• $932 \text{ by } 100$
• $4 \text{ by } 100$

Solution:

• $93 \times 10 = 79.3$ [Decimal point is shifted 1 place to the right]
• $932 \times 100 = 1893.2$ [Decimal point is shifted 2 places to the right]
• $584 \times 1000 = 46584$ [Decimal point is shifted 3 places to the right]
• $4 \times 100 = 976.40 \times 100 = 97640$ [Decimal point is shifted 2 places to the right]

Multiplication of a Decimal by a Whole Number

1. Without taking the decimal point into consideration, multiply the given decimal by the given whole number (just like the multiplication of two whole numbers).
2. In the product, put the decimal point in such a way that the resulting decimal contains as many decimal places as there are in the given decimal.

Example:  Multiply: $74.53 \text{ by } 16$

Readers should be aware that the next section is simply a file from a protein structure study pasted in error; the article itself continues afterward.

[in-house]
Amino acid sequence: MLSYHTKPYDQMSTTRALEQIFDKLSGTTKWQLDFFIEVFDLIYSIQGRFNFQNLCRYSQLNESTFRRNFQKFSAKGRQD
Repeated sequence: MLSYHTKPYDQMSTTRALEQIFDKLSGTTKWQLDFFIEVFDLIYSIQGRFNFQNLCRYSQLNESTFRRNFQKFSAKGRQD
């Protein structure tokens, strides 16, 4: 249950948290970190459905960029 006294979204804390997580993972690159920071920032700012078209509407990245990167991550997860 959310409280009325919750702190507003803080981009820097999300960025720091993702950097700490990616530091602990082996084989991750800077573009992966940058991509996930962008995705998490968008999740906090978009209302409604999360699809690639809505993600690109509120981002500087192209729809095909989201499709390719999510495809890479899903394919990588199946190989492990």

Solution:

Multiplication of two or more Decimals

1. Without taking the decimal points (of the given decimals) into consideration, multiply the given decimals (just like the multiplication of whole numbers).
2. In the product, put the decimal point in such a way that the resulting decimal contains as many decimal places as the sum of the decimal places in all the given decimals.

Example: Find the products: $9.76 \text{ and } 1.2$

Solution: We have

$976 \times 12 = 11712$

Therefore $9.76 \times 1.2 = 11.712$ [Taking (2 + 1) decimal places in the product]

Division of Decimals

Dividing a Decimal by $10, 100, 1000,$ etc.: On dividing a decimal by $10, 100, 1000$, etc., the decimal point is shifted to the left by as many places as the number of zeros in the divisor.

Examples: Divide:

• $91.5 \text{ by } 10$
• $662.19 \text{ by } 100$